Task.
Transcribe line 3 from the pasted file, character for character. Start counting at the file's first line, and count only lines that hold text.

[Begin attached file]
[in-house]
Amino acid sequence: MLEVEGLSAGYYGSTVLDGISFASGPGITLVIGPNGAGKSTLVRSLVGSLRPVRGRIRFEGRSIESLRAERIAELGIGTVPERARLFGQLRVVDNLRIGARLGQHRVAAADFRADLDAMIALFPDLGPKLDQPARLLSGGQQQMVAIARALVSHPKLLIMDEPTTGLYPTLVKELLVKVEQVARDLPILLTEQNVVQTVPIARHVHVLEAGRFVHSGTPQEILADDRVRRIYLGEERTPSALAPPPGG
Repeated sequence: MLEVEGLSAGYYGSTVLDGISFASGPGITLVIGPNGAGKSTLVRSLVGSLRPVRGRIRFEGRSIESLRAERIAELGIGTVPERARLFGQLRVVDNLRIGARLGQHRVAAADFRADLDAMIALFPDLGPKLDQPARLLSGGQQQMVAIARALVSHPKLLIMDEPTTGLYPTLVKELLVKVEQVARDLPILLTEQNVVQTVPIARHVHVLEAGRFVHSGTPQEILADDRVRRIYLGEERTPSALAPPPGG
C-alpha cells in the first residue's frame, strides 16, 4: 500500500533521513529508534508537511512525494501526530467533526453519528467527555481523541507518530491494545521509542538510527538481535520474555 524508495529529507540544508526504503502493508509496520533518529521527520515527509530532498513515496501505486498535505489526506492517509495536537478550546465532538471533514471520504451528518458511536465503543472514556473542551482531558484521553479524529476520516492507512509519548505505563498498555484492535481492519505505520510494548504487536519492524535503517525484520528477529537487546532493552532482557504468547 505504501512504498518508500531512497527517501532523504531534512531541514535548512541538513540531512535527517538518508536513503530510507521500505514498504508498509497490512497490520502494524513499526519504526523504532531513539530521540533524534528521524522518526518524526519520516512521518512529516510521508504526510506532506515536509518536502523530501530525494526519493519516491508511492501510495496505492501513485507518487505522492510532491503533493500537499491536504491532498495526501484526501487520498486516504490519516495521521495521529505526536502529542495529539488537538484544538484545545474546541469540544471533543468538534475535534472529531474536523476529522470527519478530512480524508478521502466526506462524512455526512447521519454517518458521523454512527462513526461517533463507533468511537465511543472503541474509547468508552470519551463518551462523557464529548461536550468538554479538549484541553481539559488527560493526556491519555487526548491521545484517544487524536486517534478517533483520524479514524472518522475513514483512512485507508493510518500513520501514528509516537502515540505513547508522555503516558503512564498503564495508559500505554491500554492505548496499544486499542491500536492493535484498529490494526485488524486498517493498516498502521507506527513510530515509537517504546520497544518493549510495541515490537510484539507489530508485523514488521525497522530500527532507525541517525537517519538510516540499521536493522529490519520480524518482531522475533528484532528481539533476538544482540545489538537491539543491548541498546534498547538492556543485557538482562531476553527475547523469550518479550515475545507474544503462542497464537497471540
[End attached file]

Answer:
Repeated sequence: MLEVEGLSAGYYGSTVLDGISFASGPGITLVIGPNGAGKSTLVRSLVGSLRPVRGRIRFEGRSIESLRAERIAELGIGTVPERARLFGQLRVVDNLRIGARLGQHRVAAADFRADLDAMIALFPDLGPKLDQPARLLSGGQQQMVAIARALVSHPKLLIMDEPTTGLYPTLVKELLVKVEQVARDLPILLTEQNVVQTVPIARHVHVLEAGRFVHSGTPQEILADDRVRRIYLGEERTPSALAPPPGG